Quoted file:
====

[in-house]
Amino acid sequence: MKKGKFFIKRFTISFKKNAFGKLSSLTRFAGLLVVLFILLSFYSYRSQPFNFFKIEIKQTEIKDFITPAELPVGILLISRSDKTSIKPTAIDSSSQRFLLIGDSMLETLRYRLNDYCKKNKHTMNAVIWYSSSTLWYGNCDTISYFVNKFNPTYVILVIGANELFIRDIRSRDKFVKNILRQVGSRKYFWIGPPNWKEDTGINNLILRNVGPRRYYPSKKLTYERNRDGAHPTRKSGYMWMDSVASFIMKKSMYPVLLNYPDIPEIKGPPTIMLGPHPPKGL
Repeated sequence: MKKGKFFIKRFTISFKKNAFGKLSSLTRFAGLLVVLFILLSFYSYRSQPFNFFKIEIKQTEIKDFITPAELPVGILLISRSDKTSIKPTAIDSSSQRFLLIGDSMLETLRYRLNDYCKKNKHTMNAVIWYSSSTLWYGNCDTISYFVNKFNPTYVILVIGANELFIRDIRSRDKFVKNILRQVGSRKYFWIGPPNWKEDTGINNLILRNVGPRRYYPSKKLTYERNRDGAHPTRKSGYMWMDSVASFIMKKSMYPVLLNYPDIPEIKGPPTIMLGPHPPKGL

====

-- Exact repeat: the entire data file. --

[in-house]
Amino acid sequence: MKKGKFFIKRFTISFKKNAFGKLSSLTRFAGLLVVLFILLSFYSYRSQPFNFFKIEIKQTEIKDFITPAELPVGILLISRSDKTSIKPTAIDSSSQRFLLIGDSMLETLRYRLNDYCKKNKHTMNAVIWYSSSTLWYGNCDTISYFVNKFNPTYVILVIGANELFIRDIRSRDKFVKNILRQVGSRKYFWIGPPNWKEDTGINNLILRNVGPRRYYPSKKLTYERNRDGAHPTRKSGYMWMDSVASFIMKKSMYPVLLNYPDIPEIKGPPTIMLGPHPPKGL
Repeated sequence: MKKGKFFIKRFTISFKKNAFGKLSSLTRFAGLLVVLFILLSFYSYRSQPFNFFKIEIKQTEIKDFITPAELPVGILLISRSDKTSIKPTAIDSSSQRFLLIGDSMLETLRYRLNDYCKKNKHTMNAVIWYSSSTLWYGNCDTISYFVNKFNPTYVILVIGANELFIRDIRSRDKFVKNILRQVGSRKYFWIGPPNWKEDTGINNLILRNVGPRRYYPSKKLTYERNRDGAHPTRKSGYMWMDSVASFIMKKSMYPVLLNYPDIPEIKGPPTIMLGPHPPKGL